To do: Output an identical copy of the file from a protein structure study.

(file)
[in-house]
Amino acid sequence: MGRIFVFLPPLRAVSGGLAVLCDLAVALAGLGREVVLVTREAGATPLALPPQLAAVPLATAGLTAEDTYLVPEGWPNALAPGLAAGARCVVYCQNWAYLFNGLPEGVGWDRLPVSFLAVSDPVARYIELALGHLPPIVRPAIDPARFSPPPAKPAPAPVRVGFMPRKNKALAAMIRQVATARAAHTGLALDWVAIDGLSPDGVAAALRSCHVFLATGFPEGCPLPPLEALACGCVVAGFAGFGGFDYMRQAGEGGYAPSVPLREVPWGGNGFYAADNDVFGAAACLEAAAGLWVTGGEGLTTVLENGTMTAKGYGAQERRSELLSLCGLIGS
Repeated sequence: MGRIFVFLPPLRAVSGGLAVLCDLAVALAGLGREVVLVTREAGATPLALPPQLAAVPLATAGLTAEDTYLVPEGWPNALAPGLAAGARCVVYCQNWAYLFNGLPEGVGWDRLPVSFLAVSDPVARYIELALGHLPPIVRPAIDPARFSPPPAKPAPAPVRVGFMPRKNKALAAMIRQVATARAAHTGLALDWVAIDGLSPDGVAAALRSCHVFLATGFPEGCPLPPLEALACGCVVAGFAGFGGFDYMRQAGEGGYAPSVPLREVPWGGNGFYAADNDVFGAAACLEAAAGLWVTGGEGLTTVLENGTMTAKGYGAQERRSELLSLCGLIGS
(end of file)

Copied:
[in-house]
Amino acid sequence: MGRIFVFLPPLRAVSGGLAVLCDLAVALAGLGREVVLVTREAGATPLALPPQLAAVPLATAGLTAEDTYLVPEGWPNALAPGLAAGARCVVYCQNWAYLFNGLPEGVGWDRLPVSFLAVSDPVARYIELALGHLPPIVRPAIDPARFSPPPAKPAPAPVRVGFMPRKNKALAAMIRQVATARAAHTGLALDWVAIDGLSPDGVAAALRSCHVFLATGFPEGCPLPPLEALACGCVVAGFAGFGGFDYMRQAGEGGYAPSVPLREVPWGGNGFYAADNDVFGAAACLEAAAGLWVTGGEGLTTVLENGTMTAKGYGAQERRSELLSLCGLIGS
Repeated sequence: MGRIFVFLPPLRAVSGGLAVLCDLAVALAGLGREVVLVTREAGATPLALPPQLAAVPLATAGLTAEDTYLVPEGWPNALAPGLAAGARCVVYCQNWAYLFNGLPEGVGWDRLPVSFLAVSDPVARYIELALGHLPPIVRPAIDPARFSPPPAKPAPAPVRVGFMPRKNKALAAMIRQVATARAAHTGLALDWVAIDGLSPDGVAAALRSCHVFLATGFPEGCPLPPLEALACGCVVAGFAGFGGFDYMRQAGEGGYAPSVPLREVPWGGNGFYAADNDVFGAAACLEAAAGLWVTGGEGLTTVLENGTMTAKGYGAQERRSELLSLCGLIGS